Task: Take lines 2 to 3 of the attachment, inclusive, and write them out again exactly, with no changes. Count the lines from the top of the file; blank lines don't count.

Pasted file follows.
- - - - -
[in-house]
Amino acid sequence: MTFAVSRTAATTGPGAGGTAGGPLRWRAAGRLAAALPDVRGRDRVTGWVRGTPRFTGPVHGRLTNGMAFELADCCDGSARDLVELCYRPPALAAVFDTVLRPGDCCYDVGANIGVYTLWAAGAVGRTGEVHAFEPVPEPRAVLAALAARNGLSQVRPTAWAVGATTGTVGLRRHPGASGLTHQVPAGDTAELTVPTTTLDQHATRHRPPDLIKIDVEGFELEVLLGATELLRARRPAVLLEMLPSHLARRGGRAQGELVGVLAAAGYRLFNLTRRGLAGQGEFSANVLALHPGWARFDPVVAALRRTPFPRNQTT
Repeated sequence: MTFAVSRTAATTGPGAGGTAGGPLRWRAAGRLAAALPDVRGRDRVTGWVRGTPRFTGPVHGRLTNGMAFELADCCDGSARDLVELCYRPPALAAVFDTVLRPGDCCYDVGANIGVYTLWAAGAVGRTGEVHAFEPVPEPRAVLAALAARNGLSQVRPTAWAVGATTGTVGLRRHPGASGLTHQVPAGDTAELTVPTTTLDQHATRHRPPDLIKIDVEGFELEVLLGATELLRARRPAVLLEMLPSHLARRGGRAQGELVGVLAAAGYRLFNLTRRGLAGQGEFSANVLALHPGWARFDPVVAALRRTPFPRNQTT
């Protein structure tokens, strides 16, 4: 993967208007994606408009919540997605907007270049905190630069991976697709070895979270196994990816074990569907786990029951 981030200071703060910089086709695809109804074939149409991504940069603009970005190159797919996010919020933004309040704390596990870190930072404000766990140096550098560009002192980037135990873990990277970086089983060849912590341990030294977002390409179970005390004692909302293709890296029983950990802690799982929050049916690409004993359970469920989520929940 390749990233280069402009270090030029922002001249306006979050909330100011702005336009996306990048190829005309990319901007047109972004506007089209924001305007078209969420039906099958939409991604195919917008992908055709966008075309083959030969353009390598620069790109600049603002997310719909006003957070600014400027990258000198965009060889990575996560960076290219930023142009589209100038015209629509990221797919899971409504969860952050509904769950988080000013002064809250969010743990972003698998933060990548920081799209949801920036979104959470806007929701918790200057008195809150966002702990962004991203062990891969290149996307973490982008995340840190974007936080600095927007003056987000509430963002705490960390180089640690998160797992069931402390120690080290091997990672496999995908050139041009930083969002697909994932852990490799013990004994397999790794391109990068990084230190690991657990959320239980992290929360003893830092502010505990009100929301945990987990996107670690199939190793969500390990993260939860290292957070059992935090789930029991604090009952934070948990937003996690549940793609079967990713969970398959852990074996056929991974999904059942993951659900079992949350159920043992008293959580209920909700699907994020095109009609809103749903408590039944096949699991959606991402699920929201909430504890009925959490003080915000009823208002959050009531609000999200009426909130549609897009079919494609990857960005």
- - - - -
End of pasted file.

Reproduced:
Amino acid sequence: MTFAVSRTAATTGPGAGGTAGGPLRWRAAGRLAAALPDVRGRDRVTGWVRGTPRFTGPVHGRLTNGMAFELADCCDGSARDLVELCYRPPALAAVFDTVLRPGDCCYDVGANIGVYTLWAAGAVGRTGEVHAFEPVPEPRAVLAALAARNGLSQVRPTAWAVGATTGTVGLRRHPGASGLTHQVPAGDTAELTVPTTTLDQHATRHRPPDLIKIDVEGFELEVLLGATELLRARRPAVLLEMLPSHLARRGGRAQGELVGVLAAAGYRLFNLTRRGLAGQGEFSANVLALHPGWARFDPVVAALRRTPFPRNQTT
Repeated sequence: MTFAVSRTAATTGPGAGGTAGGPLRWRAAGRLAAALPDVRGRDRVTGWVRGTPRFTGPVHGRLTNGMAFELADCCDGSARDLVELCYRPPALAAVFDTVLRPGDCCYDVGANIGVYTLWAAGAVGRTGEVHAFEPVPEPRAVLAALAARNGLSQVRPTAWAVGATTGTVGLRRHPGASGLTHQVPAGDTAELTVPTTTLDQHATRHRPPDLIKIDVEGFELEVLLGATELLRARRPAVLLEMLPSHLARRGGRAQGELVGVLAAAGYRLFNLTRRGLAGQGEFSANVLALHPGWARFDPVVAALRRTPFPRNQTT